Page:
14. The buyers seemed happy to pay it, or at least accepting of the (slightly reduced) price. I'm not saying I agree with the way things are happening (retired people cashing out with a massive lump sum, increasing the cost of a younger (but apparently massively well paid) family's mortgage) But nobody forced that family to buy it (it's the sort of house that people "aspire" to, rather than one they actually need) but then what should they have done? It's the first time that such a quandary has occurred in my mind since I joined this site Put it on the market for the price they paid in 1992 so that someone can snap it up and sell it on for triple? Sell it at a massive profit and then donate the money to Priced Out? Take the money and run? Can't say I would do any different if it were me, regardless of my moral standpoint on the issue. :/ I take comfort in the fact that they think the whole thing is ridiculous as well (they've never been ones to gloat about their house value, they've just plodded along paying the mortgage (no MEWing) and agree that prices are stupid. (They just happen to have fallen onto the winning side of stupid, but they don't kid themselves that it's down to any cleverness or good judgement on their part) I've explained to them that putting some of the money into a buy to let would be morally reprehensible and foolhardy, especially when they want a quiet retirement, and would also like one day for their children to buy a house. (I think they know that already though) Plus I'm glad that they have moved to a smaller property and freed up an oversized 5 bedroom property to a family that needs it (there were 2 of them rattling around that house, whereas the new residents are a family of 6 I think. The country would be a lot better off if more older people could be persuaded to downsize.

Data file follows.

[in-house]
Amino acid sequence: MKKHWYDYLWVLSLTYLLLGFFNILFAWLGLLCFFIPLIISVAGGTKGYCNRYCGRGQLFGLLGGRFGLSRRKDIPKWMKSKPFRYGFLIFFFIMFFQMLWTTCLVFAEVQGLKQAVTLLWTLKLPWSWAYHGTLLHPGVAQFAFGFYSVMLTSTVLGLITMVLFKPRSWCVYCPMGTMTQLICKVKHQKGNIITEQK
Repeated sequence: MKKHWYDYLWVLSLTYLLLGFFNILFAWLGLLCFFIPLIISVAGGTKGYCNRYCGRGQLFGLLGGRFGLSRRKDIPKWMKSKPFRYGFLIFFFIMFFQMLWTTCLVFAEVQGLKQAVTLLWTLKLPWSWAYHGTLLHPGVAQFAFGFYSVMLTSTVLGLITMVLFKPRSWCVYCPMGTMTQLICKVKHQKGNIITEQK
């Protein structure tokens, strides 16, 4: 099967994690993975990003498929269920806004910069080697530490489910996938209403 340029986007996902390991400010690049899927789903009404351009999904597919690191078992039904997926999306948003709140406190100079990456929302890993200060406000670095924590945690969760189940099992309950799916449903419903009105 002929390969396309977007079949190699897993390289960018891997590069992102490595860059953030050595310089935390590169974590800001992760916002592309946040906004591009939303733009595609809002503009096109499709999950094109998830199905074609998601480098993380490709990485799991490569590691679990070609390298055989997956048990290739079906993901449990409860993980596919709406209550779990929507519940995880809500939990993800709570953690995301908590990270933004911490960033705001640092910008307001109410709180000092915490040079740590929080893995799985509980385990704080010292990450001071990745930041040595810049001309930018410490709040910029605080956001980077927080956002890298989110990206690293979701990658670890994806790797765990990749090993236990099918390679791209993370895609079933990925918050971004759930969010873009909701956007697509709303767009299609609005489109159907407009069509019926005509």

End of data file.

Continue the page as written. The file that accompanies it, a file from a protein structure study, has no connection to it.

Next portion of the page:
15. I think my parents escaped South Northants at just the right time then (from a "take the money and run" point of view). They exchanged on Friday and have moved to North Wales to be nearer to us (Downsizing to something about half of the price) With their place the estate agents had it on at a ridiculous figure and they were getting almost no viewings. Then they asked them to price it more reasonably (still ridiculous obviously, but not "estate agent ridiculous" and it was sold within a month. Still people buying it seems, but sounds like they might have gotten out just in time.
  16. I could have sworn that I read a headline this morning (on my phone) about a potential rate rise in June in the US (hopefully leading to a rate rise here soon after), but now I'm at my PC I can't find any reference to it at all. Did I dream this or can someone provide a link. Would be keen to know if it is likely true, or just one of those "ooh we might raise rates" statements that never happens (like the Bank of England are rather fond of)
  17. Wow, it's depressing how little house you get for over 200K in some places Those bedrooms don't even have enough space for two people to get out of their own side of the bed. Surprised they can even be classed as a double bedroom. The world had gone nuts.